Jun 12, 2006 | 7:28 pm

     
  10. Apicio says:

    Yes, one of the most remarkable tropical fruits there is, atemoya (annona squamosa x annona chirimoya) is a cross of our atis and annonas. They have developed different varieties now but a bud of its first generation was tested in the Philippines around late twenties. The variety that I came accross in Rio is larger than a baseball with skin that looked like our guayabano (guanabana, annona muricata). I could have bought five of their atis, and their atis is no mean thing, for one atemoya but well worth it, imho.

    Jun 12, 2006 | 7:41 pm

     
  11. millet says:

    P60/kilo for atis? no, we pay P25/kilo, tops, for large, sweet atis here in davao. so at P600+ per kilo, i’d probably try to eat the six seeds, skin and all! magnolia and silver bell ice cream (does anybody remember silver bell ice cream at all?) used to have atis ice cream when i was a kid, and i remember one japanese guest who so loved it, he wanted to know how the fruit was de-seeded before being made into icer cream. we told him magnolia employs two persons who sit with two buckets in front of them-all they do is chew atis, spit out the seeds in one bucket,and the pulp in the other. he ordered vanilla ice cream thereafter…(am so telling the truth here, peks man!)

    Jun 12, 2006 | 11:07 pm

     
  12. JD says:

    The custard apple reminds me of a mini durian, yum.

    Jun 13, 2006 | 12:53 am

     
  13. Lani says:

    My mom already tasted seedless atis. When they went in Bulacan more than 10 years ago, our friend there gave her one big seedless atis. According to my mom, it was really sweet and creamy. Our friend in San Miguel, Bulacan has 3 seedless atis trees.

    Arce Dairy has atis flavor ice cream.

    Jun 13, 2006 | 7:33 am

     
  14. lori says:

    MM, you actually got a bargain for these Australian atis at P600/kilo. I bought mine at Rockwell last Friday and they were going for P1,000/kilo! It’s extravagant yes, but my Bin wanted some so I actually spent P500 on ONE large Australian atis. Worth the one mouthful I had. My Bin had the rest, of course. :p

    Jun 13, 2006 | 9:10 am

     
  15. Shirley says:

    I’m in San Diego, CA, and this fruit looks like this: http://en.wikipedia.org/wiki/Cherimoya. If you read the article, I think it’s in the same family as with Atis. Yes, the Cherimoya is one of my favorite tropical fruit when in season here.

    Jun 13, 2006 | 9:36 am

     
  16. Marketman says:

    Shirley, yes, it’s related to a cherimoya and our own native atis variety, but it’s actually a hybrid that was selectively bred for more pulp, less seeds and a heftier size… so the Australian Custard Apples are quite onto a class by themselves! lori, you got fleeced! But that vendor at rockwell is always more expensive…at least he has a good selection. Lani, YUM, locally grown seedless atis, YUM! And thanks for the tip on Arce, will hunt it down soon. Millet, how lucky you are to have atis so cheap in your neighborhood! Lou, custard apples are a close relative of atis, but abroad they should substitute just fine. Oh, and I have a post on guavas in my archives somewhere in case you are interested. Apicio, the South American ones look more like guyabano? Maybe closer to cherimoyas? Sasha, I’d trade bananas for custard apples whenever you want! Heehee.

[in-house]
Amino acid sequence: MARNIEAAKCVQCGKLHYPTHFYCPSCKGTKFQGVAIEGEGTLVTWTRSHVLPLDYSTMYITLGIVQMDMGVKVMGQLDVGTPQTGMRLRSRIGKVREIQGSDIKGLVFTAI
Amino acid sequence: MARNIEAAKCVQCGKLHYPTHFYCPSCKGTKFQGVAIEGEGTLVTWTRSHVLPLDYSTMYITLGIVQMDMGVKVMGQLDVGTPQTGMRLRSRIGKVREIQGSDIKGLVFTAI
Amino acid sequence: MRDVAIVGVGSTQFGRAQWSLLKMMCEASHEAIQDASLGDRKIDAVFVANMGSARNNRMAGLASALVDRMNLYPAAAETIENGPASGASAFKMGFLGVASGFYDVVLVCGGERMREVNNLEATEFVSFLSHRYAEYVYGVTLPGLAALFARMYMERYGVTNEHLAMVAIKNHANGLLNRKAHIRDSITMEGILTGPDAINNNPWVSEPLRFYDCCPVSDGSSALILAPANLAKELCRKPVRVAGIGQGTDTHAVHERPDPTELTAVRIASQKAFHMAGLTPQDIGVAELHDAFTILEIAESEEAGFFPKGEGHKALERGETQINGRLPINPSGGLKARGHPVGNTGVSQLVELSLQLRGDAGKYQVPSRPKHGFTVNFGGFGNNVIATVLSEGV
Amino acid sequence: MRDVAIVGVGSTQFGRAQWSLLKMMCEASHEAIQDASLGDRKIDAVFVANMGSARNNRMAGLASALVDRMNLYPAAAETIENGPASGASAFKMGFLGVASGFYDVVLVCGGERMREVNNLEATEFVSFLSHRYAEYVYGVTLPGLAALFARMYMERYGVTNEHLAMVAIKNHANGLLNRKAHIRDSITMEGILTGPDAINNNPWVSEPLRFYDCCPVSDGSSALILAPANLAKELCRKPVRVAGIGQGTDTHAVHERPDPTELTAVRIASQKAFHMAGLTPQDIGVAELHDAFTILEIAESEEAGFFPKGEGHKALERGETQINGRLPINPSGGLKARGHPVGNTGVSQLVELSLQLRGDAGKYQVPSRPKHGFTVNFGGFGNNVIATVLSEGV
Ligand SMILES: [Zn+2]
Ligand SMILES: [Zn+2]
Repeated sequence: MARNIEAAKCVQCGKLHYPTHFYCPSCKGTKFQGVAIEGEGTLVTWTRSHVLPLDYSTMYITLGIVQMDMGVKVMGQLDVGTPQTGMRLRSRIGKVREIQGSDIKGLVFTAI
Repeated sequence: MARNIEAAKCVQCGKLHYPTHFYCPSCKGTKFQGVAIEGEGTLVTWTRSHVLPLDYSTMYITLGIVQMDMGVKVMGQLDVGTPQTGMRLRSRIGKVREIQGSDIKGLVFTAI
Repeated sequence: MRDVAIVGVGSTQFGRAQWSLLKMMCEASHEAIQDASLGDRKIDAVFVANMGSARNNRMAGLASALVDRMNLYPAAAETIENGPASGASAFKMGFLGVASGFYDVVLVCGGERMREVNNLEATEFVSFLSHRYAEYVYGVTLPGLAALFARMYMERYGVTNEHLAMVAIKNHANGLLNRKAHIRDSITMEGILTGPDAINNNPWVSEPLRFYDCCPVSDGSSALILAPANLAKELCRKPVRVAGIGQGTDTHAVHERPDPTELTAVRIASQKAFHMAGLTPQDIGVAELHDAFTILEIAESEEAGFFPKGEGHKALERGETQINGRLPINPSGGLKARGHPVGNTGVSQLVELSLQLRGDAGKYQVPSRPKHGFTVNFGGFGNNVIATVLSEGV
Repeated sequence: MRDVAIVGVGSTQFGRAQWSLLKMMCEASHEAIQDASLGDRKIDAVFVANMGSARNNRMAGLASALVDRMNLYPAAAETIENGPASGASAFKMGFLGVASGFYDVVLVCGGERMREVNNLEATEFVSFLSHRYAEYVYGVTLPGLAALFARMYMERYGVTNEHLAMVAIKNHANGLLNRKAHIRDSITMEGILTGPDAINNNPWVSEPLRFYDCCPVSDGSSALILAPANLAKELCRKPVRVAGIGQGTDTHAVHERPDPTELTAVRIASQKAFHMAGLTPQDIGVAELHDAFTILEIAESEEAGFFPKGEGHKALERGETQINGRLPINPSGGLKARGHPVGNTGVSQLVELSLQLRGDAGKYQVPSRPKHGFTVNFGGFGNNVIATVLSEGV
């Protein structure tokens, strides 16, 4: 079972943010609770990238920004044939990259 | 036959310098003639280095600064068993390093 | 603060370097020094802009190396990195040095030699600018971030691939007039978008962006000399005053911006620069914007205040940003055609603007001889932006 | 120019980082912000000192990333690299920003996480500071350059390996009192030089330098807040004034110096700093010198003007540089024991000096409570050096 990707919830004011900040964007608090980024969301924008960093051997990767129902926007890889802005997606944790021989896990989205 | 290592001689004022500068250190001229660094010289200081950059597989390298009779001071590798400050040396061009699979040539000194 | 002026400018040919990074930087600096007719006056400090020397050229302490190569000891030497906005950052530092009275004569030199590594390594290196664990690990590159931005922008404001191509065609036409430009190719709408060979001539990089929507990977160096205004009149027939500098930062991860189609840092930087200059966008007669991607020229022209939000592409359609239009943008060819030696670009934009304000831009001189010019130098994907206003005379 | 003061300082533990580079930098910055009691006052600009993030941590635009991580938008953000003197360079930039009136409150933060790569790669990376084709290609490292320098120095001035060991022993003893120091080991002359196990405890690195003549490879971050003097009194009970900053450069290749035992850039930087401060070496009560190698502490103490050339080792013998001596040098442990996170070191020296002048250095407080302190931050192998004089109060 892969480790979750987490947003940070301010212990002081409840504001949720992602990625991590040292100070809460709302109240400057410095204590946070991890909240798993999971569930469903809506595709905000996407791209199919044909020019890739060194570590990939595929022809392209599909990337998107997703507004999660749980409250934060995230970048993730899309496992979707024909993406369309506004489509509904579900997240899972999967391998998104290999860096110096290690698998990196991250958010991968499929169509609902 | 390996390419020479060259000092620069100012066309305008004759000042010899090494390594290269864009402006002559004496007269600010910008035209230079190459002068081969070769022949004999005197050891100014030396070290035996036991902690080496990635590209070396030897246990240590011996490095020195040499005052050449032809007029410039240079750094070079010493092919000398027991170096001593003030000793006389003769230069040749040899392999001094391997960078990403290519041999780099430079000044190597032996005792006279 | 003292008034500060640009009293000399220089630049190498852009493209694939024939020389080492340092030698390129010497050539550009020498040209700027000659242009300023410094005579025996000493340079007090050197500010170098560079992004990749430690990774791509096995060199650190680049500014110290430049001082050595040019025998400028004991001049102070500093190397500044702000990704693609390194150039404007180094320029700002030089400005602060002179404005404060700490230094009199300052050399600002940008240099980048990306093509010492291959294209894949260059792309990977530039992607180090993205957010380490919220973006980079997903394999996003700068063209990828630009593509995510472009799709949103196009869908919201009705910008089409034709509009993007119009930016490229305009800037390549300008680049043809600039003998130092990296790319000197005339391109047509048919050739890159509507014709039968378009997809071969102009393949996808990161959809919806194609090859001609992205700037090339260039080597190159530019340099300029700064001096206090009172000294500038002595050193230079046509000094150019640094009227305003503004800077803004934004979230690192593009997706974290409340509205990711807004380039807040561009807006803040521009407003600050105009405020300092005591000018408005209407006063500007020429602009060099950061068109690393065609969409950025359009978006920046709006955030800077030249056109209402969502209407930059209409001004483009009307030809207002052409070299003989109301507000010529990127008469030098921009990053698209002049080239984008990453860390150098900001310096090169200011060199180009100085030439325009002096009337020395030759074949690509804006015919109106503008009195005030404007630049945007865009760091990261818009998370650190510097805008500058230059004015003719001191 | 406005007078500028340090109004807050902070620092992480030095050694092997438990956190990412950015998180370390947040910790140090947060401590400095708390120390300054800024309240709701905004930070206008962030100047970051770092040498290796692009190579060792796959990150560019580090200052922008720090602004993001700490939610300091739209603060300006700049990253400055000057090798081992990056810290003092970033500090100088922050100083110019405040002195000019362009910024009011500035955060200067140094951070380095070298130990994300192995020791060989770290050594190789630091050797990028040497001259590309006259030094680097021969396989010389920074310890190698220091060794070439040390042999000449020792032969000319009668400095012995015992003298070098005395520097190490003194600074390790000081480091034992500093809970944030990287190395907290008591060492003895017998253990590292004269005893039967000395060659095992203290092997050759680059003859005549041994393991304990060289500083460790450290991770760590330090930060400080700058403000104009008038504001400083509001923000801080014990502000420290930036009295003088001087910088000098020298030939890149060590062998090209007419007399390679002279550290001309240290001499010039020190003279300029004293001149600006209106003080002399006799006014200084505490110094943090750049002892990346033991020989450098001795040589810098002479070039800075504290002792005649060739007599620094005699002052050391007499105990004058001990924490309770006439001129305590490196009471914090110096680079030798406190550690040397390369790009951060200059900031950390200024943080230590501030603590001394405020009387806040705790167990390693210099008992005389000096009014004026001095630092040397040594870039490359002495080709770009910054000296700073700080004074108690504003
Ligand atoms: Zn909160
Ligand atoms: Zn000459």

Jun 13, 2006 | 10:20 am

     
  17. goodtimer says:

    It’s really sad how we have so much good-tasting local fruits but don’t have the technology to sustain their availability and improve their quality. About 5 or so years ago when we were holding business in Novaliches, Q.C., we were fortunate enough to have really huge, sweet atis delivered to us by kaings. It was only P50 a kilo then, and goes down to P35 during the season’s peak and if we got in bulk. The atis came from a farmer’s orchard, hence they were called “bukid” atis, and you can tell they were ripened on the tree with some parts of the skin “bursting”. There only like 5-6 pcs. per kilo (yes, they were THAT big), the seeds were bigger and were covered with thick sweet creamy meat. It’s not sickeningly sweet like the Thai atis but sugary sweet with a hint of sourness like I like it.

    Jun 13, 2006 | 3:53 pm

     
  18. Zita says:

    This fruit is really a treat, as I love atis as well. My son is still trying to get around into eating it. Super gigantic and sweet. Almost the same as the atis back home, only bigger.

    Jun 13, 2006 | 8:30 pm

     
  19. ShoppaHolique says:

    This is available in Binondo! I just don’t know how much…

    Jun 13, 2006 | 11:47 pm

     
  20. mgr says:

    Atis in California: Cherimoyas! Yummy when in season, very close to atis taste and texture with less seeds. Marketman, you should’ve tried the cherimoyas in the boqueria market in Barcelona. They will guide you as to what’s ready to eat and sweet. They never cheat their customers as it ruins their reputation. The vendors will honestly tell you what’s sweet and what’s not. I always raid the Spanish markets wherever for cheromiyas, jamon, tostada with EVOO+salt and a cafe con leche cortado!! Yum!

    Jun 14, 2006 | 12:21 pm

     
  21. linda says:

    Hi MM, to make you more envious, custard apples here in Oz is on special at $A4.95 a kilo.I’ll eat a couple for you,hehehe!

    Jun 16, 2006 | 9:38 am

     
  22. izang says:

    atis for custard apple?hmmmmm….i grew up knowing that they are called sugar apples…maybe because of the sweet grains as you suck up the pulp from the seeds….and from more seeds….my father likes them very much though, i just wonder if its okay to let him have his fill since he is a diabetic…..with the sweetness and all…anyone?….tnx….

    Jun 16, 2006 | 12:50 pm

     
  23. suzette says:

    bought some of these at the queen victoria market, quite pricey but definitely worth it :)

    Aug 8, 2007 | 9:06 pm